After years of adjusting to the ‘new normal,’ schools are finally returning to fully in-person learning environments. Despite being back in the classroom, students are still experiencing the effects of COVID-19 on their education. With many schools having been unprepared to move their classrooms online at the beginning of the pandemic, it wasn’t a surprise to see students fall behind. Not only were they taken out of a collaborative setting, but they also lacked the support that normally comes from teachers in the classroom.
According to research by NWEA, an Oregon-based not-for-profit education organization, most students will have fallen behind where they normally would be academically due to the “COVID-19 slide.” A McKinsey & Company study, also found that “the impact of the pandemic on K–12 student learning was significant, leaving students on average five months behind in mathematics and four months behind in reading by the end of the school year.”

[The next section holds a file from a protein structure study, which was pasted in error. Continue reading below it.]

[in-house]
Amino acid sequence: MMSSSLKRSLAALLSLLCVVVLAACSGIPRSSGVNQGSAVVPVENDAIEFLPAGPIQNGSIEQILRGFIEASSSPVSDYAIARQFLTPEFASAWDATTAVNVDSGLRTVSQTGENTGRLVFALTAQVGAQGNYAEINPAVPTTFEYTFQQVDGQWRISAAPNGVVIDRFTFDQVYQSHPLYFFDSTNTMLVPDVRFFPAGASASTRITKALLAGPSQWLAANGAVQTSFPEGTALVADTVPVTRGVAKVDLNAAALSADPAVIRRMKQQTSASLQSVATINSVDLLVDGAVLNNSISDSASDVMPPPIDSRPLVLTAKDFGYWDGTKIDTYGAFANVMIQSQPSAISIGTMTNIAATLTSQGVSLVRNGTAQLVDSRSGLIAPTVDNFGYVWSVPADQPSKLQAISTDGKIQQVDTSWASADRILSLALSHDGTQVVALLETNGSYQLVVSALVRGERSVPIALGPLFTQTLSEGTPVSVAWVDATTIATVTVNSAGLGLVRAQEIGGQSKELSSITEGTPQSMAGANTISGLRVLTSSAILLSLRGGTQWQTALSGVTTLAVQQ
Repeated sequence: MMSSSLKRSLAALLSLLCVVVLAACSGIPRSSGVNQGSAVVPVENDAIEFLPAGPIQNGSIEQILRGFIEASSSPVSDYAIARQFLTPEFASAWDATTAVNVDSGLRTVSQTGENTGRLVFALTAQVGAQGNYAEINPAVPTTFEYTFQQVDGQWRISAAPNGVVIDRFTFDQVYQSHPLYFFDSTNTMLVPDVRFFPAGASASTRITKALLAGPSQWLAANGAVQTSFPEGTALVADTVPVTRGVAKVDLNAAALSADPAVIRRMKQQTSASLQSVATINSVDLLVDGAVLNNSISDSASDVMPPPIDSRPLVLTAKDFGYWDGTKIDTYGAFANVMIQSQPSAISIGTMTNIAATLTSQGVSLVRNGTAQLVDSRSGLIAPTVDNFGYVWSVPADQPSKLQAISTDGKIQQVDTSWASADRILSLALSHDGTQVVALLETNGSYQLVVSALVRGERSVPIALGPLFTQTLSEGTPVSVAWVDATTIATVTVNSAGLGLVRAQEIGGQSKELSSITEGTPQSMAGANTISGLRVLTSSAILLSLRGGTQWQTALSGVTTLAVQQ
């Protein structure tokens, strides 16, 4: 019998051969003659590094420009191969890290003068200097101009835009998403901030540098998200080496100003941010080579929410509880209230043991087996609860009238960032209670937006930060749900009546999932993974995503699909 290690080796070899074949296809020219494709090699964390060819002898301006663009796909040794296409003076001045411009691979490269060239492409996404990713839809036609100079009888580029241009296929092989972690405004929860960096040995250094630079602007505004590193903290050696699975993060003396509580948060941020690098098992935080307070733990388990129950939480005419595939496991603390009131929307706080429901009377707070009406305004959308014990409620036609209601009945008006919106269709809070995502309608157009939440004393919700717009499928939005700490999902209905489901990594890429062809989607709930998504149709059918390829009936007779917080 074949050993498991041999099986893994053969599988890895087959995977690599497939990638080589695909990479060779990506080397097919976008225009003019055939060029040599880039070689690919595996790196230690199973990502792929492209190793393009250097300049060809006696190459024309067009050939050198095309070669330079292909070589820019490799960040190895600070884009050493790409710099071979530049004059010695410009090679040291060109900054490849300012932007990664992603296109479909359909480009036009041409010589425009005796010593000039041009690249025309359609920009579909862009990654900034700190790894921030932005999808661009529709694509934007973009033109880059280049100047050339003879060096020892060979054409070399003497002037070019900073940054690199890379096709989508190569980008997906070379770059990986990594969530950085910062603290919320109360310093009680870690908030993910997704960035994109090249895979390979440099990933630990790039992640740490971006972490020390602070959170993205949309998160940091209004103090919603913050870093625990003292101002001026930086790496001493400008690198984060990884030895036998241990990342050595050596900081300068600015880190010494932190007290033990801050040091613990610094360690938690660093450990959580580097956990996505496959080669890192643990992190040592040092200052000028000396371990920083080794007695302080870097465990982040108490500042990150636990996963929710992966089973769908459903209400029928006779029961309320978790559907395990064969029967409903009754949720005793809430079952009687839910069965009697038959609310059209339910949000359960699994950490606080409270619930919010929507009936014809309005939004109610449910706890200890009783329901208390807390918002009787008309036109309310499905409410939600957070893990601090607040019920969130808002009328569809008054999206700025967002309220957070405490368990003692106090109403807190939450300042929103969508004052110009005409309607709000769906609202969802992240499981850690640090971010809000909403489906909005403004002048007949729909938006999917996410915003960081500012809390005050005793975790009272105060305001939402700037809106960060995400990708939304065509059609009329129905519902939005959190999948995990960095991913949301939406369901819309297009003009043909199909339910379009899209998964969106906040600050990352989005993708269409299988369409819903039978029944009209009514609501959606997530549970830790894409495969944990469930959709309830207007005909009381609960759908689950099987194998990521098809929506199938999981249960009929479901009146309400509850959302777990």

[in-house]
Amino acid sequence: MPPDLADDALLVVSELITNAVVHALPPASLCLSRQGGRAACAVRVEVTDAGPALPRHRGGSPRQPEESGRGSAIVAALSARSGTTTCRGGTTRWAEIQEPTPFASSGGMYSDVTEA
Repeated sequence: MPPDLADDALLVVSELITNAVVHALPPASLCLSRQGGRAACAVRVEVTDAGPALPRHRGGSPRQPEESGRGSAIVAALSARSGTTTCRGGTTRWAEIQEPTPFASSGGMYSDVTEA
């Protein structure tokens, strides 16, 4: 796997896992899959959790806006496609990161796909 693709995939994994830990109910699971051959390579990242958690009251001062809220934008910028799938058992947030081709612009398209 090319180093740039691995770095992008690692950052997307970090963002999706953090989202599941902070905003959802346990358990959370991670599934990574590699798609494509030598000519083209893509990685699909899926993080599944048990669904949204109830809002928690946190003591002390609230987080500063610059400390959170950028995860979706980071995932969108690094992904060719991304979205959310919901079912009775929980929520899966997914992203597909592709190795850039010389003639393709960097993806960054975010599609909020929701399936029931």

Even though technology ultimately provided students with the tools they needed to continue throughout the school year, closing the learning gap that COVID-19 created is still a challenge that many educators are facing. One solution to help close the gap? Planners. Planners could help students stay organized and connected, particularly when they are learning in online, blended, or traditional learning environments, to increase participation and lower failure rates.
As students work to keep up with classwork and catch up with missed learning, a great tool to help them stay focused and manage their time wisely is a physical planner. Psychology Today suggests that “maintaining a planning calendar with due dates for quizzes, exams, and papers is an invaluable aid when it comes to organizing … time and workflow.” Students can also record any extracurricular activities to help with further planning. Older students can do this independently, but younger students will likely need help from their parents to properly learn to manage their time.
While students keep recovering from the academic and emotional trauma inflicted by the pandemic, it’s important that teachers are there to provide as much support as possible and are equipped with the tools and methodologies to get their students back on track.